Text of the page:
COVID-19 digest: restrictions in China grow, Europe eases curbs
Just when the world was ready to calm down, reporting fewer cases over the period of the pandemic, the news came out from China where the cases started to grow rapidly, largely due to the Omicron variant.
China’s zero-Covid policy which includes mass testing, strict lockdowns, and quarantines, has come under a big test as to whether it is an effective way to address the rising cases. World Health Organization Director-General Tedros Adhanom Ghebreyesus questioned the policy saying it is «unsustainable.»
«When we talk about the zero-Covid strategy, we don't think that it's sustainable, considering the behavior of the virus now and what we anticipate in the future. We have discussed this issue with Chinese experts and we indicated that the approach will not be sustainable,» he told a press conference on May 10.
The cost of this zero-COVID policy is tremendous. The Chinese government shut down all non-essential businesses, closed schools and suspended public transport across the country, including the capital Beijing and the big financial hub Shanghai. People are in panic because many do not have access to food. But last week Chinese leader Xi Jinping said China has no intention to change the policy.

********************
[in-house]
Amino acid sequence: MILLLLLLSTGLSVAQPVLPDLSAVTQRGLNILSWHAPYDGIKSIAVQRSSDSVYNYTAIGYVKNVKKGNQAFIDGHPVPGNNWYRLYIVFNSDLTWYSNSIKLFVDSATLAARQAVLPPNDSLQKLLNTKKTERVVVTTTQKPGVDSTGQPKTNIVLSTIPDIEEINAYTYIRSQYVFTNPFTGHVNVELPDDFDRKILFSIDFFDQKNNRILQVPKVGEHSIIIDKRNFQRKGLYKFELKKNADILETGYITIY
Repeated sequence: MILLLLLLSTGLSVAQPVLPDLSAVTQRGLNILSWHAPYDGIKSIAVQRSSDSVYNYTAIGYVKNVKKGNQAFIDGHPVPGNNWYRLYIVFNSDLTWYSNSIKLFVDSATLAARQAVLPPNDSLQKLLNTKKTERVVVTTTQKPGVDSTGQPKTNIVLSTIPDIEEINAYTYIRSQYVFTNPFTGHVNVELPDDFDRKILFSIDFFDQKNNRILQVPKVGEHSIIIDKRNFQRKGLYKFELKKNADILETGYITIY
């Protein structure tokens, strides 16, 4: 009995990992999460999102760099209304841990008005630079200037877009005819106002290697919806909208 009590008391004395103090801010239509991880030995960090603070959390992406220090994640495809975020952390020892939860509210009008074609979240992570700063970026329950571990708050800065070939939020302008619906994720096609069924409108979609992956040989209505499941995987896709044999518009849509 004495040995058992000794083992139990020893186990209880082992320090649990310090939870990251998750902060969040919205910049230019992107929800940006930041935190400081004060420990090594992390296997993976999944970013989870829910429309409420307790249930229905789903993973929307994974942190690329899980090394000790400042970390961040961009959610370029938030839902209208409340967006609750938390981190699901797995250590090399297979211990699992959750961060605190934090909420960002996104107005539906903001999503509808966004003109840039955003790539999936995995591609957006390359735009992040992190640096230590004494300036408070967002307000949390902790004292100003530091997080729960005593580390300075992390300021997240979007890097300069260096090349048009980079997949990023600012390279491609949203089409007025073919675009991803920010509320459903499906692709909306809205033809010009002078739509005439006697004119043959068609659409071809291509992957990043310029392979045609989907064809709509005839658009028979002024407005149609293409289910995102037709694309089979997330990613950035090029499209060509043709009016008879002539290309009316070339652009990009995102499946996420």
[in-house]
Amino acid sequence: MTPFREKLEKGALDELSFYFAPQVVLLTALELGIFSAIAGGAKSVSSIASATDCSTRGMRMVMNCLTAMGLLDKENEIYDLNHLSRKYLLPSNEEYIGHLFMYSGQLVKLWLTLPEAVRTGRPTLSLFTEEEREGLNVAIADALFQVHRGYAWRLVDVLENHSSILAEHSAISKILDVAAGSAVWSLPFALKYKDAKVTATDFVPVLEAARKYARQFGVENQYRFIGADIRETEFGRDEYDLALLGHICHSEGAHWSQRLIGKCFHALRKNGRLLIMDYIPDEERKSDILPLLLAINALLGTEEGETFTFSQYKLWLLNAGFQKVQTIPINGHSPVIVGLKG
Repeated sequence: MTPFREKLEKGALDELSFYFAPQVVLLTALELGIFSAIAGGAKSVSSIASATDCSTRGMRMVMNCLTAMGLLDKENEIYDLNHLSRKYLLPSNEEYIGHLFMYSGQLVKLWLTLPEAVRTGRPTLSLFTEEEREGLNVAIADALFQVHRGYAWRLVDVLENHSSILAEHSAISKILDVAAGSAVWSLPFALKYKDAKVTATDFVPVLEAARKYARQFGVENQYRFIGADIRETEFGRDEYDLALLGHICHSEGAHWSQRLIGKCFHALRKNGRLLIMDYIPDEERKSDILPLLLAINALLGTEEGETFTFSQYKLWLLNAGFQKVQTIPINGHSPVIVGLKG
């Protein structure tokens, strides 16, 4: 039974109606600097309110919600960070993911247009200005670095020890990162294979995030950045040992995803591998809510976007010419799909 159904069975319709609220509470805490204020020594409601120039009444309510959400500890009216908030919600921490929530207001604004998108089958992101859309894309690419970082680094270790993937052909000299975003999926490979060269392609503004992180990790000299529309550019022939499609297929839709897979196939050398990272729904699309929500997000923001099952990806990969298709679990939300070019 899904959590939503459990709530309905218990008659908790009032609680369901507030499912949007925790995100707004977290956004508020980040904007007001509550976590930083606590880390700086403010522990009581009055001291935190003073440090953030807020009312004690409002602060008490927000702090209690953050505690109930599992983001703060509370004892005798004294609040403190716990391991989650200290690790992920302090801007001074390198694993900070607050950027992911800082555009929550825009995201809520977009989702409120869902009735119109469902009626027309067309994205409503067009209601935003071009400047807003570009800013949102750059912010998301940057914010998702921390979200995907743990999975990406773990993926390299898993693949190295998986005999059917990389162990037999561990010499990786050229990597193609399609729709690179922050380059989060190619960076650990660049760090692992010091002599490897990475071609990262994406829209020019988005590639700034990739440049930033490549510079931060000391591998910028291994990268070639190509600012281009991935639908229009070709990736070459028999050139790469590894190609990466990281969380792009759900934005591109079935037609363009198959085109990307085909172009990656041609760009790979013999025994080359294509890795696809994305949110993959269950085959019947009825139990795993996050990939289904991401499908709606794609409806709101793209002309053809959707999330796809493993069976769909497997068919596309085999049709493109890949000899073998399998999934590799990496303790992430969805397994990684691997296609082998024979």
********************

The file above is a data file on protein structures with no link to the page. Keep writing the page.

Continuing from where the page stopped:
China reported 4,280 new cases and 9 deaths largely due to 90 percent of the population being fully vaccinated. However, lower vaccination rates among the elderly population raise concerns.
While China struggles to contain the virus, countries in Europe are relaxing their coronavirus-related curbs.
Starting next week on May 16, Europe will no longer require face masks for air travel, the European Union Aviation Safety Agency (EASA) and European Centre for Disease Prevention and Control (ECDC) announced on May 11.
They explained their decision by noting the latest developments, in particular, the levels of vaccination and naturally acquired immunity and the accompanying lifting of restrictions in a growing number of European countries.
«It is a relief to all of us that we are finally reaching a stage in the pandemic where we can start to relax the health safety measures,» said EASA Executive Director Patrick Ky. «For many passengers, and also aircrew members, there is a strong desire for masks to no longer be a mandatory part of air travel. We are now at the start of that process. Passengers should continue to comply with the requirements of their airline and, where preventive measures are optional, make responsible decisions and respect the choice of other passengers.»
Across Europe, countries are taking measures to ease restrictions despite the high number of infections and relatively low vaccination rates.
Germany, which reported 97,010 new laboratory-confirmed COVID-19 cases yesterday as well as 231 new deaths, lifted almost all COVID-19 requirements in April. Masks are currently only required on public transport and in hospitals. Only 75.8 percent of the population are fully vaccinated and 59.5 percent received booster dose.
Despite the easing of restrictions, Germany still requires all arriving passengers over the age of 12 to present COVID-19 proof - a valid vaccination document, proof of recovery, or test result.